Make your own free website on Tripod.com
F. M. Hunn Obituary

Source:  The Weekly Democrat-Gazette, McKinney, Texas, Thursday, April 13, 1933.



UNCLE FRANK HUNN, CONFEDERATE OFFICER, DIED SATURDAY NIGHT; BURIED SUNDAY IN THE MCLARRY CEMETERY

Deceased was 94 years, 10 months and 24 days Old at the Time of His Death; First Came to Texas 83 Years Ago.

Capt. F. M. Hunn, who lacked only a little more than five years attaining the century mark, died at 11 o'clock Saturday night, April 8, at the home of the son-in-law, Pete Younger, 1106 North College Street, after several months of increasing feebleness due to extreme old age.  His funeral was held at the residence at 3 o'clock Sunday afternoon, April 9, conducted by Rev. J. Snider assisted by Eld. R. C. Horn and Rev. G. B. Bradshaw.  Interment followed in the McLarry cemetery, three miles north of McKinney, under the direction of the Isaac [illegible] Funeral Home.

Active pallbearers were grandsons Frank Wheatley, Weldon Wheatley, Leland Hunn, Charley Cole, John Frank Younger, and W. Younger.

Old Confederate veterans were honorary pall bearers.

Born May 14, 1838
Frank Marion Hunn was born May 14, 1838 in Lincoln county, Kentucky, being a son of Dr. Anthony Hunn and Polly (Feland) Hunn.  When the deceased was only 6 years old, his parents moved to Butler, Mo, in 1844, where they lived for six years and then in 1850 came to Texas, landing at Bonham in Fannin county, where the deceased attended school.  The family, after several years, returned to Missouri again, where Dr. Anthony Hunn died in 1858.  The family returned to Texas about the close of the Civil War and settled on the farm, just across the road south of the old homeplace of the late Tom H. Muse, about three miles northwest of town, where his mother died in 1882.

Confederate Soldier
F. M. Hunn served in Johnson's company of spies and then Patton's regiment, General Raines' division being elected lieutenant of the company later and serving as captain during the remainder of the war.  He fought in the battles at Wilson Creek, Carthage, Lexington and other fights and skirmishes and as stated above returned to Texas at the close of the War.

Married in 1868
On May 7, 1868, he was united in marriage to Miss Cynthia Ann Dunn, first white girl baby born in Collin county after it was organized.  She was the daughter of Tola Dunn, the first county clerk of Collin County.  Her mother was Miss Sally McGarrah, daughter of Capt. Jack McGarrah, who settled at old Buckner and was its first merchant, three miles west of McKinney, which was the first county seat of  Collin county, holding that distinction from the time the county was created in 1846 to 1848, when the townsite was moved to the present location of McKinney and this town was established.  His good wife died Jan. 20, 1906.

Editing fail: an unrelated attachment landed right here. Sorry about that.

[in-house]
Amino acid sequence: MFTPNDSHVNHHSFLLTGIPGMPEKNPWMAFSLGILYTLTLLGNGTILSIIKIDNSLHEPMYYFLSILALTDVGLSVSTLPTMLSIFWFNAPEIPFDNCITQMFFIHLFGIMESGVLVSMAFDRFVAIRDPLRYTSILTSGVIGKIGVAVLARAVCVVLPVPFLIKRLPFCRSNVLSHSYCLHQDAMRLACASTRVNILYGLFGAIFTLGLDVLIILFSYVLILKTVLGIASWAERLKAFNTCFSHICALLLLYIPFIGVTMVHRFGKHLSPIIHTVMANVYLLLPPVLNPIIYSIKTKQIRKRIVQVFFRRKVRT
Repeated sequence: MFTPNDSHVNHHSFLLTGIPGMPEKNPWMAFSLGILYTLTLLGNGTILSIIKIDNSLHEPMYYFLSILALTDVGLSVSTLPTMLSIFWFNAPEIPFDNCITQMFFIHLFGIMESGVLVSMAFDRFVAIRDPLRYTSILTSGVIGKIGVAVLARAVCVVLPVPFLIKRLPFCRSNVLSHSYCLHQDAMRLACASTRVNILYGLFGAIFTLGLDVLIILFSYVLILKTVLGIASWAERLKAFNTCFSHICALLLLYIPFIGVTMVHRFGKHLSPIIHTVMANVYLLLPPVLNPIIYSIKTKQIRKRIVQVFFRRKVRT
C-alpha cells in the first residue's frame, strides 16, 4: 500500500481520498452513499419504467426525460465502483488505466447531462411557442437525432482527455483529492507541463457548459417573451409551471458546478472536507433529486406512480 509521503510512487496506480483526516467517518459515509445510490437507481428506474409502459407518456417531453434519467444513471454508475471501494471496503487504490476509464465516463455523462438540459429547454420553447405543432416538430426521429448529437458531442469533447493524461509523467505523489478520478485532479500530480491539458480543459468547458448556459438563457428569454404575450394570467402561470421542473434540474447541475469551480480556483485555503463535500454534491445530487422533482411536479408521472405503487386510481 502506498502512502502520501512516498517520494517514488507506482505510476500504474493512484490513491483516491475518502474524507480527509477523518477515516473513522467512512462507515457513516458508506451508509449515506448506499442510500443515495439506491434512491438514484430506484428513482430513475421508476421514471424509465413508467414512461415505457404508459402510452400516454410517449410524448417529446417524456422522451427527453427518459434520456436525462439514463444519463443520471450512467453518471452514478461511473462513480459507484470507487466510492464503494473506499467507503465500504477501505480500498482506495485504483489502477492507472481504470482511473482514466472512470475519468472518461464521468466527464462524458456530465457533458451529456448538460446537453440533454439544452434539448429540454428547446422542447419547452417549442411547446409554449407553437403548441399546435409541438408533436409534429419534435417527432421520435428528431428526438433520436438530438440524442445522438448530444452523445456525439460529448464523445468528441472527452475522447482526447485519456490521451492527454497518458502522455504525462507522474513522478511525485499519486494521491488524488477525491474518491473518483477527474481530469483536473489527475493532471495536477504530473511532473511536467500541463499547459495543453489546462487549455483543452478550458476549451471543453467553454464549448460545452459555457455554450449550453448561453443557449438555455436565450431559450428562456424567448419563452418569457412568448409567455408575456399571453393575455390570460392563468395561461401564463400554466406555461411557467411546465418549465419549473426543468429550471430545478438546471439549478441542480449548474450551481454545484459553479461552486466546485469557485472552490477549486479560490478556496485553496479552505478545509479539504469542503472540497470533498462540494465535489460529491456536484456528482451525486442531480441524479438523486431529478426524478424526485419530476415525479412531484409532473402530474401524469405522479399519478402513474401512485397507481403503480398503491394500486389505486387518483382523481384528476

Father of 13 Children
Capt. F. M. Hunn and wife were the parents of thirteen children, all born on their farm about two miles northwest of McKinney.  Four of the children and their mother preceded the deceased in death.  Six sons and three daughters survive him:  Clay Hunn, Boyd, Texas; Lud Hunn, Pilot Point, Texas; Jim Hunn, San Antonio; Wood Hunn, living about four miles northwest of McKinney; Barney Hunn of Celina; Joe Hunn, of Little Elm, Mrs. Wheatley, wife of former District Clerk, A. S. Wheatley, McKinney; Mrs. George Cole, of Pilot Point, and Mrs. Pete Younger of McKinney, with whom he made his home and who so devotedly cared for him in his old age and feebleness.

He is also survived by thirty-two grandchildren, a number of great-grandchildren, and by two great-great-grandchildren.  He is also survived by one brother, Lee Hunn, 78 years old, of Wichita Falls, Texas.  He was one of five brothers and sisters.  One of his sisters was Mrs. W. A. (Austin) Hall, who died three years ago.  Another was Mrs. Jack Mack of near McKinney, who died twenty-seven years ago and who was a school teacher of the county.  His brother, Jim Hunn, also died at McKinney twenty-one years ago.

One County's Oldest Citizens
Frank M. Hunn was one of the oldest citizens, not only of the county but also of the state.  He first came to Texas eighty-three years ago, as stated above and settled at Bonham, when he was only 12 years old and returned to Missouri some years later, but again came back to Texas and settled in Collin about sixty-seven years ago.  He lived practically all of his married life on his farm north of McKinney.  He was a man of jovial disposition, not given to worry and believed in taking life as easy as possible.  He was exceedingly friendly by nature, thought a great deal of his friends and old army comrades.  He was an active member of Throckmorton Camp, United Confederate veterans, as long as he was able to attend.  He joined the Christian church at Butler, Mo., in his young manhood and was baptized by Eld. McMahan.  He was an excellent rifle shot and even enjoyed going hunting, especially for squirrel up until he got too old to longer get about.

An indication of the high esteem in which he was held could be seen in the very large turnout of neighbors and friends at his funeral and burial Sunday afternoon.  Eld. Horn and Rev. J. B. Snider both paid warm hearted tributes to his memory.  Special music was furnished by a male quartet consistin gof E. L. Kissinger and Tom Mitchell, both of McKinney, and Elmer and Robert Parris, both of near Anna.  Many beautiful floral offerings were sent in memory of this gallant old Confederate.  The local Duaghters of the Confederacy were also present in large numbers, providing a Confederate flag and otherwise assisting in the solemn funeral rites accorded by their organization to deceased veterans.
 


Please direct questions or comments to:  kengena@swbell.net